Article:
It has long been recognized that a jury must be able to rationally acquit on the greater offense but still convict on the lesser offense. Sansone v. United States, 380 U.S. 343, 350 (1965) (“[T]he lesser offense must be included within but not, on the facts of the case, be completely encompassed by the greater. A lesser-included offense instruction is only proper where the charged greater offense requires the jury to find a disputed factual element which is not required for conviction of the lesser-included offense.”).
Slip op. at 9-10. Normally, when challenging a lesser included offense, the argument is that the lesser offense is too different from the charged offense. But in this case the argument is reversed, and the indecent acts offense fails as a lesser included offense because it is too similar to the charged offense of aggravated sexual assault. Judge Erdmann explains:
Under the facts of this case, where there is no additional fact that the members would need to find in order to establish the offense of aggravated sexual assault which would be unnecessary to establish the offense of indecent acts, the two offenses do not stand in a relationship of greater/lesser offense, because a rational trier of fact could not acquit on the greater offense and convict on the lesser offense.
Slip op. at 11 (emphasis added). But Judge Erdmann continues, also finding error in another instruction given by the trial judge that “engaging in a sexual act in the presence of others is considered ‘open and notorious’ behavior which could constitute an indecent act.” Id. Open and notorious is not a theory of aggravated sexual assault, and this instruction “essentially took the ‘substantially incapable of declining participation’ theory for the offense of indecent acts off the table and instead provided the members with detailed instructions as to the ‘open and notorious’ theory for the offense.” Slip op. at 12. Accordingly, “[a]s Tunstall was neither charged with nor on notice of the offense of indecent acts under the ‘open and notorious’ theory until the military judge’s instruction, he was not on fair notice to defend against that offense and his due process rights were violated.” Slip op. at 12-13.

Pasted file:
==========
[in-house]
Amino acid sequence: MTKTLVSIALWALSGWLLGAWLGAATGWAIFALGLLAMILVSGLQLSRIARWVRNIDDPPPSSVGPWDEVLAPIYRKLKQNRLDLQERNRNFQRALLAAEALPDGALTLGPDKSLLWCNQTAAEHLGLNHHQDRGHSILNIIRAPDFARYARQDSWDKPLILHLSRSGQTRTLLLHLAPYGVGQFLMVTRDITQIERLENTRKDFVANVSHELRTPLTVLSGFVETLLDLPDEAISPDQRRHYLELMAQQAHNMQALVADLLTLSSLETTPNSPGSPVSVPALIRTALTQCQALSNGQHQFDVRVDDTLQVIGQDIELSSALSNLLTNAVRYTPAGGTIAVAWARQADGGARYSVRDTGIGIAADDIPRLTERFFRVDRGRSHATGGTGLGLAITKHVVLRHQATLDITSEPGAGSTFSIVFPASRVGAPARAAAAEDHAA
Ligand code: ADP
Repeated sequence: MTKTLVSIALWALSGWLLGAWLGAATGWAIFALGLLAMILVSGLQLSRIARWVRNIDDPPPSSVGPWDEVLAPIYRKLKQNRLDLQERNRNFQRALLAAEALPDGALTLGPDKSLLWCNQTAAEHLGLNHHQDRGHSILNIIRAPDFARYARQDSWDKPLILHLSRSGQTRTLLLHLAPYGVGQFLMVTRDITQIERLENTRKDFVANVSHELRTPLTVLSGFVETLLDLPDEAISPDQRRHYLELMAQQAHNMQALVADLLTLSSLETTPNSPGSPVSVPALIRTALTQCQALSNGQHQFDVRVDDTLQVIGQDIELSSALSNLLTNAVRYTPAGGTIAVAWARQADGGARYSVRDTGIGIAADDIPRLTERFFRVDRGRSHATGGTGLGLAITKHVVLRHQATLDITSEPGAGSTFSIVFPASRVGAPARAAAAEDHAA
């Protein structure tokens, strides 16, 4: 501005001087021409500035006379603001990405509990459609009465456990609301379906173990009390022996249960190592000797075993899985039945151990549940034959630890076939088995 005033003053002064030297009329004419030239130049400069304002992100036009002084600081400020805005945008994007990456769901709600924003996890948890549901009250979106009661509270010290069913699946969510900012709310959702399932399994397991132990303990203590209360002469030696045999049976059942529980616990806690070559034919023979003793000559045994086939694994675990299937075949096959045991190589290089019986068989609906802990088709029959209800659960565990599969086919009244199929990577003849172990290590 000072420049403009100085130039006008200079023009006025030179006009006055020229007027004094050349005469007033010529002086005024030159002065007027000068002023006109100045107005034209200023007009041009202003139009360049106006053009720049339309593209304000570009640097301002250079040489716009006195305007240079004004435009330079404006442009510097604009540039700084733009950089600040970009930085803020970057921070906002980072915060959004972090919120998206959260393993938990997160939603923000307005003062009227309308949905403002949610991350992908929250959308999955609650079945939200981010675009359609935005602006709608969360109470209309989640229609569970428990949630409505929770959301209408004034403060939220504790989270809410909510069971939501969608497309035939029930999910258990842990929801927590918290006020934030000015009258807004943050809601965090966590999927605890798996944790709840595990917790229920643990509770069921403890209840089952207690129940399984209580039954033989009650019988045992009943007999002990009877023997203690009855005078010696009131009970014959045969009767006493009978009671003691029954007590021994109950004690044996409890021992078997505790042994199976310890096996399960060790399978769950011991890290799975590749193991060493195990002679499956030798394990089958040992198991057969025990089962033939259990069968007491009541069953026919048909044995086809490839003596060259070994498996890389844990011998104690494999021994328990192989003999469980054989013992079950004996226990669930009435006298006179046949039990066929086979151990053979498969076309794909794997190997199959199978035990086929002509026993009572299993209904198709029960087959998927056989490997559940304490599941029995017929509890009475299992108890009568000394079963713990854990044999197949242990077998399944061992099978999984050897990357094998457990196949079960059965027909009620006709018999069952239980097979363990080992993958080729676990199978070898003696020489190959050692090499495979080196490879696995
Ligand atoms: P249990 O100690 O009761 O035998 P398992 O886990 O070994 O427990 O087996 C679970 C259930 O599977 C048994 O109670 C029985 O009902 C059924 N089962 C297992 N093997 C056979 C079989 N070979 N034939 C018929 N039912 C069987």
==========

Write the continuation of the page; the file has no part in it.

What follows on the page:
On my first reading of this portion of Judge Erdmann’s opinion, I saw the discussion of the “open and notorious” instruction as superfluous and dicta. But then I remembered last term’s per curiam opinion in United States v. Rauscher, No. 12-0172/NA, in which CAAF explained that it doesn’t matter what offense the Government thinks its charging, so long as the specification itself sets forth all of the elements of the offense of conviction (this principle was again applied in this term’s decision in United States v. Wilkins, No. 11-0486/NA). So, if the charge of aggravated sexual assault in this case had encompassed the “open and notorious” theory, then the conviction for indecent acts could have been affirmed, not as a lesser included offense but simply as a charged offense. I think this is why Judge Erdmann writes that the Appellant was “neither charged with nor on notice. . .”
Unfortunately, Judge Erdmann doesn’t explain this point, or cite Rauscher at all, and he only cites Wilkins for the test for plain error. Moreover, while Judge Stucky’s concurring opinion cites both Wilkins and Rauscher in its first paragraph, he also doesn’t explain why they matter to the treatment of the LIO issue. These omissions make it easy to miss this important part of this opinion (assuming that this is really what the court is trying to say).